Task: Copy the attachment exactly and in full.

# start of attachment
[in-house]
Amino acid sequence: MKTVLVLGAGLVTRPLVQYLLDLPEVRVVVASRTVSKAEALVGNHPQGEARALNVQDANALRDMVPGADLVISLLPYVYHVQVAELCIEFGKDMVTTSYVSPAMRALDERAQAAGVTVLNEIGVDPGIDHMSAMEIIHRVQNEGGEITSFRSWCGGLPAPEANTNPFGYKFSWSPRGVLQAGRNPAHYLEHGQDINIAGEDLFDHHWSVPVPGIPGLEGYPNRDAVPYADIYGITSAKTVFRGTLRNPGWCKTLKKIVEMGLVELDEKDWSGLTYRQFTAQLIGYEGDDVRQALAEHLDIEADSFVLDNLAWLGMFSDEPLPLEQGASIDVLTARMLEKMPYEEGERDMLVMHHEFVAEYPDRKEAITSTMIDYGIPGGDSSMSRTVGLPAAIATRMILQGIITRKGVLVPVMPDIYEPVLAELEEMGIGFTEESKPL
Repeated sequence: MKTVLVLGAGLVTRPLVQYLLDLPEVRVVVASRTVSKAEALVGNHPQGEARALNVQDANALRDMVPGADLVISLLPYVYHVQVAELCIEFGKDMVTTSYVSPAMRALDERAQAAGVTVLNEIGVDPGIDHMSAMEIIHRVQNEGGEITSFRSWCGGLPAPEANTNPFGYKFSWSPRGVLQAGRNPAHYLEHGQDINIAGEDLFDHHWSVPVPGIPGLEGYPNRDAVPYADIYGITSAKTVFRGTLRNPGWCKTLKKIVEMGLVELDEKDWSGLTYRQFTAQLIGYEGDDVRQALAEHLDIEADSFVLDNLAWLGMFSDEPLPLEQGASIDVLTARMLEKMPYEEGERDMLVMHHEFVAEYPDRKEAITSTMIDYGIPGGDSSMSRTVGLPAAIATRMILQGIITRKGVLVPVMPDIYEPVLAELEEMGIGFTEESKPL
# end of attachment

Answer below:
[in-house]
Amino acid sequence: MKTVLVLGAGLVTRPLVQYLLDLPEVRVVVASRTVSKAEALVGNHPQGEARALNVQDANALRDMVPGADLVISLLPYVYHVQVAELCIEFGKDMVTTSYVSPAMRALDERAQAAGVTVLNEIGVDPGIDHMSAMEIIHRVQNEGGEITSFRSWCGGLPAPEANTNPFGYKFSWSPRGVLQAGRNPAHYLEHGQDINIAGEDLFDHHWSVPVPGIPGLEGYPNRDAVPYADIYGITSAKTVFRGTLRNPGWCKTLKKIVEMGLVELDEKDWSGLTYRQFTAQLIGYEGDDVRQALAEHLDIEADSFVLDNLAWLGMFSDEPLPLEQGASIDVLTARMLEKMPYEEGERDMLVMHHEFVAEYPDRKEAITSTMIDYGIPGGDSSMSRTVGLPAAIATRMILQGIITRKGVLVPVMPDIYEPVLAELEEMGIGFTEESKPL
Repeated sequence: MKTVLVLGAGLVTRPLVQYLLDLPEVRVVVASRTVSKAEALVGNHPQGEARALNVQDANALRDMVPGADLVISLLPYVYHVQVAELCIEFGKDMVTTSYVSPAMRALDERAQAAGVTVLNEIGVDPGIDHMSAMEIIHRVQNEGGEITSFRSWCGGLPAPEANTNPFGYKFSWSPRGVLQAGRNPAHYLEHGQDINIAGEDLFDHHWSVPVPGIPGLEGYPNRDAVPYADIYGITSAKTVFRGTLRNPGWCKTLKKIVEMGLVELDEKDWSGLTYRQFTAQLIGYEGDDVRQALAEHLDIEADSFVLDNLAWLGMFSDEPLPLEQGASIDVLTARMLEKMPYEEGERDMLVMHHEFVAEYPDRKEAITSTMIDYGIPGGDSSMSRTVGLPAAIATRMILQGIITRKGVLVPVMPDIYEPVLAELEEMGIGFTEESKPL